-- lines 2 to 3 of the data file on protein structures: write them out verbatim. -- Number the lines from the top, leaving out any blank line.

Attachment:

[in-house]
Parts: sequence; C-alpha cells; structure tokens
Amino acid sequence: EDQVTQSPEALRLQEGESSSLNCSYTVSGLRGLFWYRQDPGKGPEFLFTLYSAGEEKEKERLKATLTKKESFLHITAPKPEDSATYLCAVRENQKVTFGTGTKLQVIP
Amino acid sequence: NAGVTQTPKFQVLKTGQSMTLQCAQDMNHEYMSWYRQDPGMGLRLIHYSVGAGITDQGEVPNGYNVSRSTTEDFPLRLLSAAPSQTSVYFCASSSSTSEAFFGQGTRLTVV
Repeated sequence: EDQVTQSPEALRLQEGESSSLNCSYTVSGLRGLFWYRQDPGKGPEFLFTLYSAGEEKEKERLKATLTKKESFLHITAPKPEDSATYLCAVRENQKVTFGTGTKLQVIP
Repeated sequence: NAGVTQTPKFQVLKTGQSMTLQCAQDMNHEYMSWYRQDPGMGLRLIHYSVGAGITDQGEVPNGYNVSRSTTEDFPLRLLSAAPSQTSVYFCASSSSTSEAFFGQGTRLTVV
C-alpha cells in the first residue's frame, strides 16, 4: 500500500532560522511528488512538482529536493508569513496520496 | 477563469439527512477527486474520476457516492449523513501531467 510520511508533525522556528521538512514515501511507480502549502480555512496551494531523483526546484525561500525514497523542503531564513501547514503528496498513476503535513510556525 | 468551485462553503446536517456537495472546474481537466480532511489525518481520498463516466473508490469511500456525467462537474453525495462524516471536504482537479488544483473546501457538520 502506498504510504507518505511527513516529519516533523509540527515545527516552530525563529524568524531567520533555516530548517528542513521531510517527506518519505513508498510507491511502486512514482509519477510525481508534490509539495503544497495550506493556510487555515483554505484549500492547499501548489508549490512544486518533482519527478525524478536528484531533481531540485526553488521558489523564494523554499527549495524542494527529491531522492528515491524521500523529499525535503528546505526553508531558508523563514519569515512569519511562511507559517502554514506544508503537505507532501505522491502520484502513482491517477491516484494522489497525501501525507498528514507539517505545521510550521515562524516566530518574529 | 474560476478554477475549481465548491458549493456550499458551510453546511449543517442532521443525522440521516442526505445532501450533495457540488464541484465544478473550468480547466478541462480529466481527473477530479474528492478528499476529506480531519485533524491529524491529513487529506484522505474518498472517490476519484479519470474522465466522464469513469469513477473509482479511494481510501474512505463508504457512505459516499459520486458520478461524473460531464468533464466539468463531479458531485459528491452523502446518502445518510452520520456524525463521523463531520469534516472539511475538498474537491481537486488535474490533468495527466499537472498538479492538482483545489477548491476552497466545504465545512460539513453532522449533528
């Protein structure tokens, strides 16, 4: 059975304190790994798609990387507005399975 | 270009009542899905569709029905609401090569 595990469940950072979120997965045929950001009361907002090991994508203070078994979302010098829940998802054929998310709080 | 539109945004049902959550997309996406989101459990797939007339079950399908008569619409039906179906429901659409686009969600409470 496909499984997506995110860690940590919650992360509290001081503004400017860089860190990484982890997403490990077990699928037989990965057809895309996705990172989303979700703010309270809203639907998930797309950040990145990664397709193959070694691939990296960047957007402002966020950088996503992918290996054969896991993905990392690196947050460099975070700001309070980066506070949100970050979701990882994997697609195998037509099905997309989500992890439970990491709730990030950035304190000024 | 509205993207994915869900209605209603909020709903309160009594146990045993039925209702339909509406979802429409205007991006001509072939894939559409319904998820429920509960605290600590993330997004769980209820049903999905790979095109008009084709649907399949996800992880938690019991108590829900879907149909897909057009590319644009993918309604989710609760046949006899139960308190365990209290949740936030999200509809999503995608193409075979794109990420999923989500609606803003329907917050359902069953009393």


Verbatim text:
Parts: sequence; C-alpha cells; structure tokens
Amino acid sequence: EDQVTQSPEALRLQEGESSSLNCSYTVSGLRGLFWYRQDPGKGPEFLFTLYSAGEEKEKERLKATLTKKESFLHITAPKPEDSATYLCAVRENQKVTFGTGTKLQVIP